Morphometric analysis and characterization of the nutritional quality in African yam bean accessions

Aremu, C. O. and Ojuederie, Omena B. and Ayo-Vaughan, Folake and Dahunsi, S. O. and Adekiya, A.O and Olayanju, T.M.A. and Adebiyi, O. T. V. and Ige, S. and Inegbedion, Henry and Asaleye, Abiola John and Abolusoro, S. A. and Aboyeji, C.M and Ajiboye, B. O. and Obaniyi, K. S. (2019) Morphometric analysis and characterization of the nutritional quality in African yam bean accessions. Cell Regeneration, 24. pp. 446-459.

Full text not available from this repository.


Underutilized crops with rich nutritional base in addition to high seed yield are currently promoted in reducing hunger and malnutrition ravaging Africans. Identifying specific accessions with rich genetic bases provide information for developing biofortified legumes. Fourteen morphological and two nutritional traits of 23 African yam bean accessions were assessed under a replicated field trial in one location over 4 years. Analysis of variance revealed significant variations for most traits with high genotypic correlation coefficients. Genotypic coefficient of variation was high for maturity date (59.95%), protein content (60.78%), tuber yield per plant (67.33%) and number of seeds per pod (77.22%). Seed yield did not correlate with protein and oil content, indicating that nutritional traits were independent of seed yield traits. Heritability was high for most traits but moderate for protein and oil content. First order predictor variables, identified number of seeds per pod, and pod traits to directly affect seed and tuber yield. First seven principal components axes explained 67% of total variation including nutritional traits. Four distinct accession clusters at the R-squared distance of 0.45 similarity index were identified. Simultaneous improvement in earliness, yield, protein and oil contents are achievable by selecting parents from clusters I and II. The only accession in cluster III (TSs12) produced nodules in addition to average seed yield, protein and oil content, and could be selected for cultivation in nitrogen deficient soils. Wide diversity in these accessions can be maximized for developing acceptable African yam bean varieties with enhanced yield and nutritional value.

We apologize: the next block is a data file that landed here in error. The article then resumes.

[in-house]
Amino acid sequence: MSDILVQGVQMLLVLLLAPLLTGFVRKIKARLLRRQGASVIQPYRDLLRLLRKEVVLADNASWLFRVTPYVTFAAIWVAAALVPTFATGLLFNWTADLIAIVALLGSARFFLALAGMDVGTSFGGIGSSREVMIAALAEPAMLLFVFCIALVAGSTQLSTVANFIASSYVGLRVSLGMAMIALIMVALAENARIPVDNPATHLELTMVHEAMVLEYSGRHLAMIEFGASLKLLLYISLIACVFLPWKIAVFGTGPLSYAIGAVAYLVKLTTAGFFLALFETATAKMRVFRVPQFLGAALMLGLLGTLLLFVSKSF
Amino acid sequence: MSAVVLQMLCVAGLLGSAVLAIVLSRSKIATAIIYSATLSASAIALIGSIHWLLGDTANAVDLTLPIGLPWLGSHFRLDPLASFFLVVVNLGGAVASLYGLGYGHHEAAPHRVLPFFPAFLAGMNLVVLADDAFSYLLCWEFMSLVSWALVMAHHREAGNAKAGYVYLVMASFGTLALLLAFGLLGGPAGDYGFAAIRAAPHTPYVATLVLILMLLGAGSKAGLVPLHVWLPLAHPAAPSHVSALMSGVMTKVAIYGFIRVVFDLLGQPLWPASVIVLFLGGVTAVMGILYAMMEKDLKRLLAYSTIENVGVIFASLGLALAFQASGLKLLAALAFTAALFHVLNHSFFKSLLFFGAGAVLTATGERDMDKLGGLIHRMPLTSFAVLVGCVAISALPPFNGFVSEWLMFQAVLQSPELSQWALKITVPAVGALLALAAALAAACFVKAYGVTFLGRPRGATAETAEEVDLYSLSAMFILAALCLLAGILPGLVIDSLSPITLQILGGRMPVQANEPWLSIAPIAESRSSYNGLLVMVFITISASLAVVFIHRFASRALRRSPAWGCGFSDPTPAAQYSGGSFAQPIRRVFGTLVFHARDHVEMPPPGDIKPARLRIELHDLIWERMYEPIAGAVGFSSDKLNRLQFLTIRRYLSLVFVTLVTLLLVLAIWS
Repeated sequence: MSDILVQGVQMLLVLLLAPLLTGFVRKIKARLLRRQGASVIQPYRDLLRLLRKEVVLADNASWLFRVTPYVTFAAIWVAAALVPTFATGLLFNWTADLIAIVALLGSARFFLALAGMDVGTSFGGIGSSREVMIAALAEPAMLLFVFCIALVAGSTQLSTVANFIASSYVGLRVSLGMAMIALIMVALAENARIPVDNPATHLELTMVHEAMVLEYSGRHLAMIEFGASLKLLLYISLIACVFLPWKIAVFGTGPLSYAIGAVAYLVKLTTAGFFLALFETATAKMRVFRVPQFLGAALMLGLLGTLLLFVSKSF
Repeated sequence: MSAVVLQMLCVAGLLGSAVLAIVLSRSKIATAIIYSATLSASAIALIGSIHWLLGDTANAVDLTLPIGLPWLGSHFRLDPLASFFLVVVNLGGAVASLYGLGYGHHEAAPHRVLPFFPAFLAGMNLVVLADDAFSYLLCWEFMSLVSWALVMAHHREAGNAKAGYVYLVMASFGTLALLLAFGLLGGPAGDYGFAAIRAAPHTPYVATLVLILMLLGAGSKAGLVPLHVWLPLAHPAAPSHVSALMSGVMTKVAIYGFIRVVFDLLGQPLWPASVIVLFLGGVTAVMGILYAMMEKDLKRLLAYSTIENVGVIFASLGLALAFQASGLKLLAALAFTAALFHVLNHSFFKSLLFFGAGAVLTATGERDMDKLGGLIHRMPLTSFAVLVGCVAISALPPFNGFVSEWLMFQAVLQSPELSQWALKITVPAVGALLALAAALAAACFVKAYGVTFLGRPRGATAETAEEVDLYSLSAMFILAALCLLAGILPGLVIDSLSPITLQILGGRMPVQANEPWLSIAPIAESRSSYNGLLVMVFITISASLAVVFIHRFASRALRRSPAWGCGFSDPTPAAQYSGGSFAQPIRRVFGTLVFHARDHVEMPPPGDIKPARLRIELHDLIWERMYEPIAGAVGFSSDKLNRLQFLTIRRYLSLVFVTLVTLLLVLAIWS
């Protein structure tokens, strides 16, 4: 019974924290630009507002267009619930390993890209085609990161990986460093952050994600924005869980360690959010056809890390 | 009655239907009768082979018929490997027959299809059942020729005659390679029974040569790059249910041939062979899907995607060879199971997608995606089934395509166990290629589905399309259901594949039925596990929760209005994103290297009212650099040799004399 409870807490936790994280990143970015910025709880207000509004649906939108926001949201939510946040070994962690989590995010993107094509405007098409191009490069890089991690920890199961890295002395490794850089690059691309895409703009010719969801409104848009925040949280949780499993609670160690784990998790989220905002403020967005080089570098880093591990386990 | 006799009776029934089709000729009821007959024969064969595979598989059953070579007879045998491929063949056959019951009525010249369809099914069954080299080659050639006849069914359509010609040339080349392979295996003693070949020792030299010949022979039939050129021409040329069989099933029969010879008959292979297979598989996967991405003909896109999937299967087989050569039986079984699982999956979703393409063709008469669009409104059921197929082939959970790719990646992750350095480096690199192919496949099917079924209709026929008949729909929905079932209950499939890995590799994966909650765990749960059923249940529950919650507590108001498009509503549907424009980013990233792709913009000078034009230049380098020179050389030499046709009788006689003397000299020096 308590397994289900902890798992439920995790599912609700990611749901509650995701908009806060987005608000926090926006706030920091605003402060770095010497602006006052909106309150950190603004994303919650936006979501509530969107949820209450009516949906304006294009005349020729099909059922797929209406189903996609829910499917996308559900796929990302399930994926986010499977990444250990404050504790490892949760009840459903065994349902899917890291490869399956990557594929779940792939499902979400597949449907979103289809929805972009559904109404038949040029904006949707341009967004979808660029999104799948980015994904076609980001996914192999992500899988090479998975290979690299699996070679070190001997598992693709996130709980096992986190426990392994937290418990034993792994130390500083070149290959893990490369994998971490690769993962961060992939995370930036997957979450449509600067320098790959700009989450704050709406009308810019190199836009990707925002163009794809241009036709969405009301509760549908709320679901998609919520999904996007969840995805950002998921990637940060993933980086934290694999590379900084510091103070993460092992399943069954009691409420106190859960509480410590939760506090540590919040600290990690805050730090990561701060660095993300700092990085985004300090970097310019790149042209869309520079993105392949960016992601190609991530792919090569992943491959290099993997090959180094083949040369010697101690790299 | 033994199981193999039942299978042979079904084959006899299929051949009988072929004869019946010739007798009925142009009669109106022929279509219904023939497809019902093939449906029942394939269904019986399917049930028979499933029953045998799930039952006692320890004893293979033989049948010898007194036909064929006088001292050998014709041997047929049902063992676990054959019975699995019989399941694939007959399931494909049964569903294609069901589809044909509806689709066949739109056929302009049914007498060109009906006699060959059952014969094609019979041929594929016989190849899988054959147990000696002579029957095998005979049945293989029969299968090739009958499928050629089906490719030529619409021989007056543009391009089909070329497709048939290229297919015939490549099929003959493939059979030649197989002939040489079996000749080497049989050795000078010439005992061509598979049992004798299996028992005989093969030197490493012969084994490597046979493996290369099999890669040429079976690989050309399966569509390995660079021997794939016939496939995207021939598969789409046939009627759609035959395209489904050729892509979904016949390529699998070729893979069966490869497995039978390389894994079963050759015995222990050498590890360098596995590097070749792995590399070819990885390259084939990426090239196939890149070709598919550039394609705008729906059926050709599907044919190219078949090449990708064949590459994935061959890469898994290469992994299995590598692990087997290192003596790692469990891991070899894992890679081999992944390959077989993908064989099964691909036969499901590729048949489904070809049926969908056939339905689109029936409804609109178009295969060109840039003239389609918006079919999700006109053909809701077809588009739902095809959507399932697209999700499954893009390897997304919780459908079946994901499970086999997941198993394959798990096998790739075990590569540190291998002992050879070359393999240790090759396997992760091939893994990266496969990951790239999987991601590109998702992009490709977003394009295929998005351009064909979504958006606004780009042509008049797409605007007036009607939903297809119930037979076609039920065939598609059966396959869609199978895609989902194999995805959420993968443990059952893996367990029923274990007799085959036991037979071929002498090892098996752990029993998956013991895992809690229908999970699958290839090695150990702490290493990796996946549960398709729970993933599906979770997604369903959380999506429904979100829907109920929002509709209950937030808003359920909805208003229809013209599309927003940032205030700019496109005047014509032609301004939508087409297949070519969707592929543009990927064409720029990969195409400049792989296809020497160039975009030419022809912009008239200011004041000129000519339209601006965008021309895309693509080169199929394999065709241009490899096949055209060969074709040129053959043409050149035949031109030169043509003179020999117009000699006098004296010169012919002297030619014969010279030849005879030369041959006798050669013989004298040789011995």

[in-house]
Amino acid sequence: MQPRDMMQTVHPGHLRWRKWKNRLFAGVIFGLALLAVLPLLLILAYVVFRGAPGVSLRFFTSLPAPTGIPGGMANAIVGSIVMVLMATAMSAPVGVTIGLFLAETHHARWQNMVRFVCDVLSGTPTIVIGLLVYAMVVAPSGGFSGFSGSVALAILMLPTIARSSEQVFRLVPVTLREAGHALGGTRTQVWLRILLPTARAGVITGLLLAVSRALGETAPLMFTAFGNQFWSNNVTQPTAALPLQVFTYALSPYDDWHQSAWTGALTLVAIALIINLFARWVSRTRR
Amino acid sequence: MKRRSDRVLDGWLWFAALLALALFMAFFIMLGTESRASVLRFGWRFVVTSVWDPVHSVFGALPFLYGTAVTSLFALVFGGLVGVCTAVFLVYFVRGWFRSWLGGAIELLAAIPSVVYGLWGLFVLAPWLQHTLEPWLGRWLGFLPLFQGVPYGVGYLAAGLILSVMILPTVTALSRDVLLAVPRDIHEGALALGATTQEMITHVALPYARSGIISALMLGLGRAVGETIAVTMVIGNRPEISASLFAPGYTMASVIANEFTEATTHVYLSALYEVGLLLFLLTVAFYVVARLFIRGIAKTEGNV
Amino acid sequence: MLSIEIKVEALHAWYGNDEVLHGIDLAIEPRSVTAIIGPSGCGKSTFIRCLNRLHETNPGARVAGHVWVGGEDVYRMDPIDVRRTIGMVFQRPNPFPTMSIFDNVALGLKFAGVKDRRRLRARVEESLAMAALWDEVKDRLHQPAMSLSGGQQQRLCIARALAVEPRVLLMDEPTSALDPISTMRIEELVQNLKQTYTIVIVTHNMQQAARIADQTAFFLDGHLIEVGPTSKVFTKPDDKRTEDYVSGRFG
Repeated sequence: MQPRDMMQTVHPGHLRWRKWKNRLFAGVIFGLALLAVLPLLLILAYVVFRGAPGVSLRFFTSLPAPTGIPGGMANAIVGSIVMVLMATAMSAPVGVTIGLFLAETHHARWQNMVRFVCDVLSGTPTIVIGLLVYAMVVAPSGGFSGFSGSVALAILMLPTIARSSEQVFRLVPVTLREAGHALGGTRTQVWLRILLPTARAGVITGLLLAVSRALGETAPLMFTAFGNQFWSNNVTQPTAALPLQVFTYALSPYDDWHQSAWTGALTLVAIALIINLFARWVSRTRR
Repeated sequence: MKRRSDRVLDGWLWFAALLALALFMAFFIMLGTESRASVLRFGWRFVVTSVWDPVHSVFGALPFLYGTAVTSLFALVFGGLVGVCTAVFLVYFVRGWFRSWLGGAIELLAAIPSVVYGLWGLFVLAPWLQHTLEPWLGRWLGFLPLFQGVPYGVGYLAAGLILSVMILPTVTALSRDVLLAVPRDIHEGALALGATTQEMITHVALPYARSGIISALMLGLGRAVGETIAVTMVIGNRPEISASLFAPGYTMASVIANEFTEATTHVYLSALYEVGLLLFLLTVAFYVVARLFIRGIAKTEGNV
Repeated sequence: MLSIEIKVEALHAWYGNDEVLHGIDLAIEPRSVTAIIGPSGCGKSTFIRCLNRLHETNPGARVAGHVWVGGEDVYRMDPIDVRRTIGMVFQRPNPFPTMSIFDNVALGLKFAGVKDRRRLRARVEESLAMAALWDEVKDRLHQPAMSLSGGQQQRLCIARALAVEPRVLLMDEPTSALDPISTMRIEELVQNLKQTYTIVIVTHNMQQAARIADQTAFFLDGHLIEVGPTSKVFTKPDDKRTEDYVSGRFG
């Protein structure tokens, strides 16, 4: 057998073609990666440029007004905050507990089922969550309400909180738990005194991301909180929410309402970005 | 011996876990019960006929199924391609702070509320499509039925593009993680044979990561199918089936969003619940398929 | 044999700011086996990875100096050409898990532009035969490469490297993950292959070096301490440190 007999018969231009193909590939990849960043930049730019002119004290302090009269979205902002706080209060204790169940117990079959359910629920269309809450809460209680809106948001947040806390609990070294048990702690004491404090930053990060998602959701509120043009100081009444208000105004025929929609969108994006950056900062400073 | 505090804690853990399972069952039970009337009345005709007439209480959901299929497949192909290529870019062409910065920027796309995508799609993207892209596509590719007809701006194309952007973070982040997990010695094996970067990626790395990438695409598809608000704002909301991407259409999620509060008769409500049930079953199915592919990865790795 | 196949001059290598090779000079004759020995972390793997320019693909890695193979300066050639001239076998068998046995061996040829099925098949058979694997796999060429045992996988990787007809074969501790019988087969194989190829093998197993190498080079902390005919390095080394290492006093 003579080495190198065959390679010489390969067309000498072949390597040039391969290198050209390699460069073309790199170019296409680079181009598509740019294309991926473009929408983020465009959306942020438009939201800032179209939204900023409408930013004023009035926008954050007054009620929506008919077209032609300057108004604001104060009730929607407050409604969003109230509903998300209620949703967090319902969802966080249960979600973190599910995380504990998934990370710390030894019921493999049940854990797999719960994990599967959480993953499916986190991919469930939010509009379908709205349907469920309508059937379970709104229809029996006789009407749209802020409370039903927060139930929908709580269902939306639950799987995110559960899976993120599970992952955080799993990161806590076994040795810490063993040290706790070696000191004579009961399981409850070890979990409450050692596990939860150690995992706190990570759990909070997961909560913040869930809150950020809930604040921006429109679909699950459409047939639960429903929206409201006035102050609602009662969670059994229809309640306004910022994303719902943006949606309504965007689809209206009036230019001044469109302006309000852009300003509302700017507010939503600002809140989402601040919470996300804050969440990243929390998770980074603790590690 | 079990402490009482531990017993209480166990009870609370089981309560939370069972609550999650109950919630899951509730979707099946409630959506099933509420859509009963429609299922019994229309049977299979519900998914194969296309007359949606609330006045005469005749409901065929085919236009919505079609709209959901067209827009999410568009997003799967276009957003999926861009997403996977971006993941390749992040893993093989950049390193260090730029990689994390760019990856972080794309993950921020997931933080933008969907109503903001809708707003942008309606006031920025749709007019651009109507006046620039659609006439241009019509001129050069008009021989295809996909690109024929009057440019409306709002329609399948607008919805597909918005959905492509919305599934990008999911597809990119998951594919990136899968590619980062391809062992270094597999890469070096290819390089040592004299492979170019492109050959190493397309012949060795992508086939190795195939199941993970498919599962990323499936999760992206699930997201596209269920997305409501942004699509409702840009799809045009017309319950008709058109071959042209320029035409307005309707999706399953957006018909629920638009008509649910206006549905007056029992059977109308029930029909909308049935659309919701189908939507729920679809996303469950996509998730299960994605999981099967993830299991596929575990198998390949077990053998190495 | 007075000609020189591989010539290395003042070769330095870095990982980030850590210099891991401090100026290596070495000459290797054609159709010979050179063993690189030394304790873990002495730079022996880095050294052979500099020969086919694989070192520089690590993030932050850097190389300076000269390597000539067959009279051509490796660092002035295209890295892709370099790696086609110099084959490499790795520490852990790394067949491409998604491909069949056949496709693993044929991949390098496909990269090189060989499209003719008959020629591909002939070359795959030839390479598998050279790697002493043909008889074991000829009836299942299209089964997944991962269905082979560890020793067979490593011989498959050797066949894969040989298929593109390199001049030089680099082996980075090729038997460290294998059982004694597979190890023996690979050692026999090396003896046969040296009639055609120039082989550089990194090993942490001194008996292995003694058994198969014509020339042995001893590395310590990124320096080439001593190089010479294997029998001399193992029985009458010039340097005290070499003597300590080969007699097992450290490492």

Item Type: Article
Subjects: Q Science > QH Natural history > QH426 Genetics
S Agriculture > S Agriculture (General)
Date Deposited: 13 Jan 2020 09:47
Last Modified: 13 Jan 2020 09:47

Actions (login required)

View Item View Item